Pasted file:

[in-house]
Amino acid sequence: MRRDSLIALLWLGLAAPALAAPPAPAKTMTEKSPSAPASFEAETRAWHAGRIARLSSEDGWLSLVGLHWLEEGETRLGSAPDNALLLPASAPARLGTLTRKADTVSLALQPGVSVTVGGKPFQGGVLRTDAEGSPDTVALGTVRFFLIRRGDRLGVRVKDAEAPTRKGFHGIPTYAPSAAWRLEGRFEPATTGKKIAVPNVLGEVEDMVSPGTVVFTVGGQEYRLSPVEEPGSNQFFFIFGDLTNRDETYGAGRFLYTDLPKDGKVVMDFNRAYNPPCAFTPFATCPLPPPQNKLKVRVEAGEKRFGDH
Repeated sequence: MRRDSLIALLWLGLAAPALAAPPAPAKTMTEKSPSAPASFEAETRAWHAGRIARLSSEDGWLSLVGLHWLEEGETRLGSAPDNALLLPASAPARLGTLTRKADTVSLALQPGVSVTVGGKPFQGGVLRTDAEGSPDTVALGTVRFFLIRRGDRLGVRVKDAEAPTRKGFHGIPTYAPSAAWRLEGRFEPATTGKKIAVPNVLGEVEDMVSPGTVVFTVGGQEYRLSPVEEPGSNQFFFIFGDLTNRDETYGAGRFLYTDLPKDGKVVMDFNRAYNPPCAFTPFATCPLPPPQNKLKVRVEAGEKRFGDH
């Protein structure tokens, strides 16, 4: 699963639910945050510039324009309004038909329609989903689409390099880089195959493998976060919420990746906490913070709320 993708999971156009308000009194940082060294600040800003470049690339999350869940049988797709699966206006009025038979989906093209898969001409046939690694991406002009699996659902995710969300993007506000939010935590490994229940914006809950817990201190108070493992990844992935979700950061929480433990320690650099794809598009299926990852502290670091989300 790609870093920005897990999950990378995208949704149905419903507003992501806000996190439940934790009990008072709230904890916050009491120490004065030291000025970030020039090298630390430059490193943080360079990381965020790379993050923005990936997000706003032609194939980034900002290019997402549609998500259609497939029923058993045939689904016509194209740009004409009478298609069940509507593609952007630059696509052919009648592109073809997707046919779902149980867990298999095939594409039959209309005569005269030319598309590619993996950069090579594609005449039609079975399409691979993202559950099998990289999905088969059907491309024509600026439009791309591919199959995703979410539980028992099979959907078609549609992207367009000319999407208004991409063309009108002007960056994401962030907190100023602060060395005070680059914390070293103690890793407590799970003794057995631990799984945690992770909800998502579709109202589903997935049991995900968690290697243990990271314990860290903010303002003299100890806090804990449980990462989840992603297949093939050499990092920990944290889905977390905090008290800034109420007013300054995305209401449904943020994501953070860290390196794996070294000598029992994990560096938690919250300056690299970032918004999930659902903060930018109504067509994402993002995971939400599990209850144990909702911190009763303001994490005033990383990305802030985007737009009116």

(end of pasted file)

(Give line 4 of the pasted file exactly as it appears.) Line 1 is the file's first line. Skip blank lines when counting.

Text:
């Protein structure tokens, strides 16, 4: 699963639910945050510039324009309004038909329609989903689409390099880089195959493998976060919420990746906490913070709320 993708999971156009308000009194940082060294600040800003470049690339999350869940049988797709699966206006009025038979989906093209898969001409046939690694991406002009699996659902995710969300993007506000939010935590490994229940914006809950817990201190108070493992990844992935979700950061929480433990320690650099794809598009299926990852502290670091989300 790609870093920005897990999950990378995208949704149905419903507003992501806000996190439940934790009990008072709230904890916050009491120490004065030291000025970030020039090298630390430059490193943080360079990381965020790379993050923005990936997000706003032609194939980034900002290019997402549609998500259609497939029923058993045939689904016509194209740009004409009478298609069940509507593609952007630059696509052919009648592109073809997707046919779902149980867990298999095939594409039959209309005569005269030319598309590619993996950069090579594609005449039609079975399409691979993202559950099998990289999905088969059907491309024509600026439009791309591919199959995703979410539980028992099979959907078609549609992207367009000319999407208004991409063309009108002007960056994401962030907190100023602060060395005070680059914390070293103690890793407590799970003794057995631990799984945690992770909800998502579709109202589903997935049991995900968690290697243990990271314990860290903010303002003299100890806090804990449980990462989840992603297949093939050499990092920990944290889905977390905090008290800034109420007013300054995305209401449904943020994501953070860290390196794996070294000598029992994990560096938690919250300056690299970032918004999930659902903060930018109504067509994402993002995971939400599990209850144990909702911190009763303001994490005033990383990305802030985007737009009116």